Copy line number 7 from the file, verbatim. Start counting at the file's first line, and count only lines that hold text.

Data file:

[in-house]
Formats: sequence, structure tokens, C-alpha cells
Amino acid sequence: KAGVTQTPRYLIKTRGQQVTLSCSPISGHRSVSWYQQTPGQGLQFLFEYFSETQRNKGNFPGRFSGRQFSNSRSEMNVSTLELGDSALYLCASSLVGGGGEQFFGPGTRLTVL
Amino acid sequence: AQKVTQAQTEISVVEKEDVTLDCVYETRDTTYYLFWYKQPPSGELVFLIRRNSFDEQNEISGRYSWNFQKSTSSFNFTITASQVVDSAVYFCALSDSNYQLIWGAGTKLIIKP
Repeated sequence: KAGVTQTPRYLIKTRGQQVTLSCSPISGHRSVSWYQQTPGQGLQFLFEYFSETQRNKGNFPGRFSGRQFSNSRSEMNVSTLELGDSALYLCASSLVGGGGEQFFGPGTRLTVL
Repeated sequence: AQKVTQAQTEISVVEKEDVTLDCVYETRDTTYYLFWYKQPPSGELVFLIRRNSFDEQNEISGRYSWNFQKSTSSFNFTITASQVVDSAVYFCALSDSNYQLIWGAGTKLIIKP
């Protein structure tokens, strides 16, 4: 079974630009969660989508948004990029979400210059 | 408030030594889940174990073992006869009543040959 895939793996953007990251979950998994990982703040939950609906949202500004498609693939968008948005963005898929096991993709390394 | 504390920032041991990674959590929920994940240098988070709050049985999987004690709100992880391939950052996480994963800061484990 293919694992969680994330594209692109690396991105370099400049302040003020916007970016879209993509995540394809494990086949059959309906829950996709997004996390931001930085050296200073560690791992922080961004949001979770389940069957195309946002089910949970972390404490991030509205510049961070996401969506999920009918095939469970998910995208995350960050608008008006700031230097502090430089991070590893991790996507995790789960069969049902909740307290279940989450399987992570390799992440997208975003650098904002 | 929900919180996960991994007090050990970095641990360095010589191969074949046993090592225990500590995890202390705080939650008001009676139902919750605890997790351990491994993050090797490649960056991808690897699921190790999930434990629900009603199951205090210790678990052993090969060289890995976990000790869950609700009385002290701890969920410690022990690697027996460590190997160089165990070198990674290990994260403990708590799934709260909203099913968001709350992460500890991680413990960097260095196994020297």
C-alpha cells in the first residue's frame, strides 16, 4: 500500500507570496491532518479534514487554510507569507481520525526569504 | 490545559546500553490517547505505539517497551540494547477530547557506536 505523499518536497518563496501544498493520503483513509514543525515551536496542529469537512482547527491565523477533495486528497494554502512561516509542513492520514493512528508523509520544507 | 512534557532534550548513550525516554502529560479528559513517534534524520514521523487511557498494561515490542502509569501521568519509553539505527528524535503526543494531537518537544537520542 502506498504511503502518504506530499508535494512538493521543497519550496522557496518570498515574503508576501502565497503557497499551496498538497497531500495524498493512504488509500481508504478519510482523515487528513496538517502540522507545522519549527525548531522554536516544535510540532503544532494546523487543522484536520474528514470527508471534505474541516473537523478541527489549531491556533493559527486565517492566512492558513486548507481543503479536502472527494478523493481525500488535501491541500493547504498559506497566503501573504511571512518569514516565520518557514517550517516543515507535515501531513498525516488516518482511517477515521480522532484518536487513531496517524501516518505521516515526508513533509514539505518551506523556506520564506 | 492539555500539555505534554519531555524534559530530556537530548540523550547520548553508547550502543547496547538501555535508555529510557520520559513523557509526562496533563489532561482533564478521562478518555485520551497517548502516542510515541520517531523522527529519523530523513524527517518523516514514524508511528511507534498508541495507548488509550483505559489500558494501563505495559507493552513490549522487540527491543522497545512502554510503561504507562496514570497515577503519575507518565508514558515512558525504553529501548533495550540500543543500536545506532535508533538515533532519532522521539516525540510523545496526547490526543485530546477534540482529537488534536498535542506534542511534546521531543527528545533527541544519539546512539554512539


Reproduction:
């Protein structure tokens, strides 16, 4: 079974630009969660989508948004990029979400210059 | 408030030594889940174990073992006869009543040959 895939793996953007990251979950998994990982703040939950609906949202500004498609693939968008948005963005898929096991993709390394 | 504390920032041991990674959590929920994940240098988070709050049985999987004690709100992880391939950052996480994963800061484990 293919694992969680994330594209692109690396991105370099400049302040003020916007970016879209993509995540394809494990086949059959309906829950996709997004996390931001930085050296200073560690791992922080961004949001979770389940069957195309946002089910949970972390404490991030509205510049961070996401969506999920009918095939469970998910995208995350960050608008008006700031230097502090430089991070590893991790996507995790789960069969049902909740307290279940989450399987992570390799992440997208975003650098904002 | 929900919180996960991994007090050990970095641990360095010589191969074949046993090592225990500590995890202390705080939650008001009676139902919750605890997790351990491994993050090797490649960056991808690897699921190790999930434990629900009603199951205090210790678990052993090969060289890995976990000790869950609700009385002290701890969920410690022990690697027996460590190997160089165990070198990674290990994260403990708590799934709260909203099913968001709350992460500890991680413990960097260095196994020297």